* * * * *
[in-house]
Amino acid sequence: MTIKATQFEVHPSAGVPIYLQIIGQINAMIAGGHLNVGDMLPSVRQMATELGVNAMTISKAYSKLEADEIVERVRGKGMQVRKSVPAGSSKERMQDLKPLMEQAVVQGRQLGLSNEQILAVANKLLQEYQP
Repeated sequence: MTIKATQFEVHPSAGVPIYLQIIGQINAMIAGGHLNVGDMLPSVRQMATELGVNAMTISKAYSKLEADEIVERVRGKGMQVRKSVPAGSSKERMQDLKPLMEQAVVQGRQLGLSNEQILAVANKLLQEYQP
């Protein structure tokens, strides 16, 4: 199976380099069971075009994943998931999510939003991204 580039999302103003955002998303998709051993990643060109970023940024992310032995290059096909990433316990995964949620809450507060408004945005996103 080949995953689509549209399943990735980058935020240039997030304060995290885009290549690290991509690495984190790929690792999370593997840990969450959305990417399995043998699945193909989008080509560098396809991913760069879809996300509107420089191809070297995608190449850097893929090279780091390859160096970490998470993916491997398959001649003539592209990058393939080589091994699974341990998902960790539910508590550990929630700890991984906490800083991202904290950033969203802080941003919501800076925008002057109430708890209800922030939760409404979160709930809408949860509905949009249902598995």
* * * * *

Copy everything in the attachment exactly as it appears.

[in-house]
Amino acid sequence: MTIKATQFEVHPSAGVPIYLQIIGQINAMIAGGHLNVGDMLPSVRQMATELGVNAMTISKAYSKLEADEIVERVRGKGMQVRKSVPAGSSKERMQDLKPLMEQAVVQGRQLGLSNEQILAVANKLLQEYQP
Repeated sequence: MTIKATQFEVHPSAGVPIYLQIIGQINAMIAGGHLNVGDMLPSVRQMATELGVNAMTISKAYSKLEADEIVERVRGKGMQVRKSVPAGSSKERMQDLKPLMEQAVVQGRQLGLSNEQILAVANKLLQEYQP
């Protein structure tokens, strides 16, 4: 199976380099069971075009994943998931999510939003991204 580039999302103003955002998303998709051993990643060109970023940024992310032995290059096909990433316990995964949620809450507060408004945005996103 080949995953689509549209399943990735980058935020240039997030304060995290885009290549690290991509690495984190790929690792999370593997840990969450959305990417399995043998699945193909989008080509560098396809991913760069879809996300509107420089191809070297995608190449850097893929090279780091390859160096970490998470993916491997398959001649003539592209990058393939080589091994699974341990998902960790539910508590550990929630700890991984906490800083991202904290950033969203802080941003919501800076925008002057109430708890209800922030939760409404979160709930809408949860509905949009249902598995």